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    [post_content] => Its been a while since I last posted and a lot has happened. I posted while in Xela but didn´t write anything on how it was. A quick overview: I ate a lot of XelaPan, learned a lot of spanish, learned a bit of salsa, saw a lot of culture and generally had a good time. But more fresh on our minds (and honestly my scent is a little fresh too) is the time we have spent in the I´xil Triangle. We traveled for most of the day on Saturday, from Xela to Cotzal. We arrived in Cotzal and after a brief intro to the coop through which we were staying, we headed to our families. My host mother was named Maria Lopez (which is funny to those who know me). She was the single mother (as far as I could tell) of two young children (sorry, I don´t know ages) and she spoke next to no spanish. The girl, slightly older, was named Maria and the boy was named Juanito. They lived (literally) in a one room mud hut that was probably 10 by 15 feet. On one side was the kitchen and on the other was their only bed. They fed me well but as I lay down on the bed (also known as the wood plank with rocks on top), listening to Juanito cry ¨Mama, mama¨I realized just how much I wanted my mom to be sitting beside the bed rubbing my back and comforting me. I realized that the whole sleeping on the bed thing was a bad idea, the blanket didn´t cover me, I took up half the bed and I kick in my sleep. With quite a bit of difficulty I described/showed her that I could sleep on the floor and spent the rest of the night in relative comfort. The next day we worked in a field preparing to plant beans until lunch. After lunch we listened to stories about the civil war. This pattern was repeated, minus my homesickness, for three days, with different activities every evening. By the time we were preparing to leave I was sad to have to leave behind my smiling younger siblings and caring mother. We travelled by microbus to Nebaj to spend a night in the great comfort of a hostel that served something other than beans and tortillas for breakfast, lunch and dinner. The next morning we headed out for our three day trek, after climbing into and out of a valley everyday for three days, we are all very tired, very sore and very stinky. Tomorrow we head out for Laguna Lachua, a very pretty lake where we will be cooking for ourselves (aka not beans and tortillas every meal).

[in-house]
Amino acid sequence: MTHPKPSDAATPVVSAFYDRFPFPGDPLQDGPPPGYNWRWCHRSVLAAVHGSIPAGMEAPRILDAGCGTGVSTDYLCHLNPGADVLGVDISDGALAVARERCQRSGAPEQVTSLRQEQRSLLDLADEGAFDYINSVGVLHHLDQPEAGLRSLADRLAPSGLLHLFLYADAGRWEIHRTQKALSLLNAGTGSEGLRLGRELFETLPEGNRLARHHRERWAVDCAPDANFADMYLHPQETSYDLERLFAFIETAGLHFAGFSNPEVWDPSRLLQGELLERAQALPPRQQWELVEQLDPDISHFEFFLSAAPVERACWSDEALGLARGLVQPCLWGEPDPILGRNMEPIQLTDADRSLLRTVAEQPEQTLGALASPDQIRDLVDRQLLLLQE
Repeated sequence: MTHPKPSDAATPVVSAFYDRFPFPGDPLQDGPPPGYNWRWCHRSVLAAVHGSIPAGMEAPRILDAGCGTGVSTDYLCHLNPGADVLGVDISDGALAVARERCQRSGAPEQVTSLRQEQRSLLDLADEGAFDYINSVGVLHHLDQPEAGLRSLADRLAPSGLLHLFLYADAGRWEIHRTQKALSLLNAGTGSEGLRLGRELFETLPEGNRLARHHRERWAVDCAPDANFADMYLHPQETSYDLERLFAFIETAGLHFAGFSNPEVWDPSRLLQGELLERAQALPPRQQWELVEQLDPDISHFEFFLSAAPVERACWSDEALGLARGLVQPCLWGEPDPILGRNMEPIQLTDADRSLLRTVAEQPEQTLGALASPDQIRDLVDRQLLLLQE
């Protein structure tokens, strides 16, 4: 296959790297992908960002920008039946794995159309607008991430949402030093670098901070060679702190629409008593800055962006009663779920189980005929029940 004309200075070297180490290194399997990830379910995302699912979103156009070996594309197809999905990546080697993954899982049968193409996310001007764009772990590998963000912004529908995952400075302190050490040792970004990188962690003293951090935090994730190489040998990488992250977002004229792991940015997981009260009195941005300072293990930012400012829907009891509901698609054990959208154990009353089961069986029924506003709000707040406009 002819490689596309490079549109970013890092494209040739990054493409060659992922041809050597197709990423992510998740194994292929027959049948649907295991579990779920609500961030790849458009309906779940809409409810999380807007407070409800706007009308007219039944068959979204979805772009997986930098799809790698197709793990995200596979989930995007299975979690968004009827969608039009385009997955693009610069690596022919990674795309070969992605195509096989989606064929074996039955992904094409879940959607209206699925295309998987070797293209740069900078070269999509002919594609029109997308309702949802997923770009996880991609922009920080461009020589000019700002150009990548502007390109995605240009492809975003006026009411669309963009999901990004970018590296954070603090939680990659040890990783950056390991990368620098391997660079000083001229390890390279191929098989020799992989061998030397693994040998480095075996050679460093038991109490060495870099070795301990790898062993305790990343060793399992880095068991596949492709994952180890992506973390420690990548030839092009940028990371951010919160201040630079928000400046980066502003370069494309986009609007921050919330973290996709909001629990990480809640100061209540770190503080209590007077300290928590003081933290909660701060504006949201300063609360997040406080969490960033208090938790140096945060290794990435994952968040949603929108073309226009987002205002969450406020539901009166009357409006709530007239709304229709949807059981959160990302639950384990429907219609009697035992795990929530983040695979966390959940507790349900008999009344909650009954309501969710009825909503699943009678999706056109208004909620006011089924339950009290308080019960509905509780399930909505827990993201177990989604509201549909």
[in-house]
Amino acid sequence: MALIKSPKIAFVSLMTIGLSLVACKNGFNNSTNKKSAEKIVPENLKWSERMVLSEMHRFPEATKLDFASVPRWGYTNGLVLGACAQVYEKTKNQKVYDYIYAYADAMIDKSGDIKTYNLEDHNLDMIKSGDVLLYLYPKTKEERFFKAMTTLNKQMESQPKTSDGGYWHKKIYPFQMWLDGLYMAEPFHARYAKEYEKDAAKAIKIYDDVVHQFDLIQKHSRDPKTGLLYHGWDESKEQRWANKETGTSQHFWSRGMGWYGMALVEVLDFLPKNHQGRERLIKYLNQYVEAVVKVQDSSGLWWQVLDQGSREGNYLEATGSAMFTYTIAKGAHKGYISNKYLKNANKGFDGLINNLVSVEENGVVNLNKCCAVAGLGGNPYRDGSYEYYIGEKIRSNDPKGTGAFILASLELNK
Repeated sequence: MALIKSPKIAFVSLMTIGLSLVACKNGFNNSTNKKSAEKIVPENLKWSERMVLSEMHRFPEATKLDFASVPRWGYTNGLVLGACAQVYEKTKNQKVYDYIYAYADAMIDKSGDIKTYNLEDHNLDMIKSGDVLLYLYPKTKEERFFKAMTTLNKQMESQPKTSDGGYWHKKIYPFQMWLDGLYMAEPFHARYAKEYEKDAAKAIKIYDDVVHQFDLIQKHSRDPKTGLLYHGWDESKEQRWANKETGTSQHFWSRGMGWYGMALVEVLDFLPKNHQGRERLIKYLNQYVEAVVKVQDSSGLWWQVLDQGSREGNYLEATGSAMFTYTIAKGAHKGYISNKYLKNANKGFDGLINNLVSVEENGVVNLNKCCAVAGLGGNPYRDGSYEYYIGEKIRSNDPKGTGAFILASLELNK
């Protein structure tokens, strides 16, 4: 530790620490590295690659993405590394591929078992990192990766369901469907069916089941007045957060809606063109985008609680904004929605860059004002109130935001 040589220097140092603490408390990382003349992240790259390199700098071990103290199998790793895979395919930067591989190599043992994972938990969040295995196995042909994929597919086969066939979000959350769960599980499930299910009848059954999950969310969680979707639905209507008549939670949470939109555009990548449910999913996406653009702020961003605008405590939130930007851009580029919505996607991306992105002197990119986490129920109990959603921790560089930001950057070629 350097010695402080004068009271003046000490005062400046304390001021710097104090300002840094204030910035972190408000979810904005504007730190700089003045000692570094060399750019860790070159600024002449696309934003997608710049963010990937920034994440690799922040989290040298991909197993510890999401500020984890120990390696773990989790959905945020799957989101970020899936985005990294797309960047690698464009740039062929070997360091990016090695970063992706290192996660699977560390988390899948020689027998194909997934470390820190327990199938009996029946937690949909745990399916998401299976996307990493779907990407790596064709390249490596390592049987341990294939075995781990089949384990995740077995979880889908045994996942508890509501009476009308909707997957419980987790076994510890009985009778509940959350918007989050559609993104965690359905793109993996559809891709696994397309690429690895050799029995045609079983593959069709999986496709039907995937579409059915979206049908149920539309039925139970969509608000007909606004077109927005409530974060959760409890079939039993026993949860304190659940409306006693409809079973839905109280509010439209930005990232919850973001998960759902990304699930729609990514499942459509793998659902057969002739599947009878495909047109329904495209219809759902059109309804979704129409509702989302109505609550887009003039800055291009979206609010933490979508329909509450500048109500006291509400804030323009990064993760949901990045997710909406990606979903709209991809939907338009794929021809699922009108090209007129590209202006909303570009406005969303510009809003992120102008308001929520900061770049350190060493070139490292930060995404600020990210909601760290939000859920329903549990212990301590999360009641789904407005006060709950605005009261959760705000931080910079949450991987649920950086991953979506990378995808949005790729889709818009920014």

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Guatemala 4-week, Group "A", Summer 2008

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The I’xil Triangle (and a little Xela)

Jen Reeve,Guatemala 4-week, Group "A", Summer 2008

Description

Its been a while since I last posted and a lot has happened. I posted while in Xela but didn´t write anything on how it was. A quick overview: I ate a lot of XelaPan, learned a lot of spanish, learned a bit of salsa, saw a lot of culture and generally had a good […]

Posted On

07/18/08

Author

Jen Reeve

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I wish I had more time to write, but for now, I´ll let the images do the talking. Don´t they just look like the most amazing group of young people ever?

All returned safe and sound from our 3-day trek. Now on to Laguna Lachua for some rest and relaxation.

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Guatemala 4-week, Group "A", Summer 2008

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More pics

Stacy Gery,Guatemala 4-week, Group "A", Summer 2008

Description

I wish I had more time to write, but for now, I´ll let the images do the talking. Don´t they just look like the most amazing group of young people ever? All returned safe and sound from our 3-day trek. Now on to Laguna Lachua for some rest and relaxation.

Posted On

07/18/08

Author

Stacy Gery

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To all of Group A:

Thank you for the postings that let those of us homeward have a glimpse of your adventure. I have been looking at the full moon this week and thinking that you are perhaps seeing the very same moon from such a beautiful and different world while we are all still on the same planet together. How amazing. Thank you for being who you are and doing this learning together. Love from the folks at home..

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Guatemala 4-week, Group "A", Summer 2008

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Greetings from the North

Carol Kerr,Guatemala 4-week, Group "A", Summer 2008

Description

To all of Group A: Thank you for the postings that let those of us homeward have a glimpse of your adventure. I have been looking at the full moon this week and thinking that you are perhaps seeing the very same moon from such a beautiful and different world while we are all still […]

Posted On

07/17/08

Author

Carol Kerr